Due to increased water costs and heightened awareness on the part of consumers concerning the damage that chemicals used in yard and garden cultivation cause the environment, perfectly manicured lawn and garden areas are rapidly becoming a thing of the past. However, that doesn't mean your outdoor living area has to be unattractive. Planting native plants is an excellent way to have a great looking yard without the time and money involved in maintaining traditional landscaping. Here are five reasons why you should consider going native.
Native Plants Provide Wildlife Habitats
As human habitation levels continue increase, wildlife often takes a back burner to our own preferences. Going native provides a much-needed habitat for a variety of species, including pollinating insects like honeybees, butterflies, and certain types of wasps. Bee populations in particular have been decreasing at an alarming rate in recent years. Native flowering plants plants provide bees with the pollen, nectar, and nesting habitat that they require in order to thrive. Although all flowering plants can potentially help increase bee population levels, the large amounts of pesticides and herbicides necessary to grow many nonnative vegetation is detrimental to bees, birds, and other wildlife.
Native Plants Use Less Water
Homeowners are painfully aware that water should not be wasted. Lush, green lawns are giving way to native ground covers, for instance, because these plants are genetically programmed to exist on the natural rainfall of their given area. Native grasses and shrubs are replacing exotic ornamentals, and even avid flower gardeners are using native flowering plants in place of traditional annuals. Imagine being able to go on a two-week vacation during the middle of summer and not have to line up someone to come by and water your outdoor vegetation!
Native Plants Are Fire Resistant
Many native plants also have better fire resistance than their nonnative counterparts. This is important because fire-resistant native plants are often found in areas where wildfire danger is high; these plants have evolved with fire and are therefore better able to survive. Keep in mind, however, that no plant is truly fireproof—one of the main purposes of crafting a fire-resistant outdoor living space is to give emergency response vehicles more time to arrive on the scene and to provide you and other household occupants with more time to evacuate, if necessary.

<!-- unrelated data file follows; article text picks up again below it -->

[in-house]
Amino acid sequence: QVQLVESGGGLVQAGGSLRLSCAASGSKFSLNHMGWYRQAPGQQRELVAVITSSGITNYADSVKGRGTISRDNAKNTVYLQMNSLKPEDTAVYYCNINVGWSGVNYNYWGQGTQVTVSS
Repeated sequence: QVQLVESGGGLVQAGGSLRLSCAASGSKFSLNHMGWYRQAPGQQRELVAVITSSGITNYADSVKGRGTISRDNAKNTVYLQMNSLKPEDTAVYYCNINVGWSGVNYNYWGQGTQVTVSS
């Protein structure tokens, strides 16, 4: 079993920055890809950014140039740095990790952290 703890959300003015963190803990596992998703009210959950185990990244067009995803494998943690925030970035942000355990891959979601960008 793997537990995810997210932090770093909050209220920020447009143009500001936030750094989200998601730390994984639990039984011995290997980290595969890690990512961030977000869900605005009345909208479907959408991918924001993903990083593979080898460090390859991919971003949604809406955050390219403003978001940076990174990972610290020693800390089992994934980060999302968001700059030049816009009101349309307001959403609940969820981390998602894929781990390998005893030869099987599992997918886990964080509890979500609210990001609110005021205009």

Native Plants Require Less Maintenance
Because native plants are already acclimated to the area, they normally don't require additional fertilizer or other high-maintenance cultivation methods. Because they have had thousands of years to adapt to local conditions, they've got built-in protections against insect pests, fungus, and pathogens, and they perform well when planted alongside one another because they evolved together.
If you choose your native plants well, you won't even have to spend your time raking leaves because the leaves of native plants naturally recycle themselves back into the environment, enriching the soil and providing a layer of mulch that discourages weed growth. Native plants also self seed more readily than their hybrid counterparts, so you won't have to worry about spending time and money replenishing plants.
Native Plants Help Keep Out Invasive Species
One of the downfalls of using exotic, imported plants in your yard and garden is that nonnative species may become invasive to the extent that they pose a significant threat to local ecosystems. By planting native plants in your yard and garden, you'll lessen the amount of exotic species that gets introduced into your area. Invasive plant species are also more likely to get a foothold in an area if the natural ecosystem has been weakened, and native plant populations are a strong part of a thriving ecosystem.
Most nurseries carry good selections of native plants, and local landscaping contractors like JK Landscape Construction will be able to provide you with information you need to get started on your quest to go native.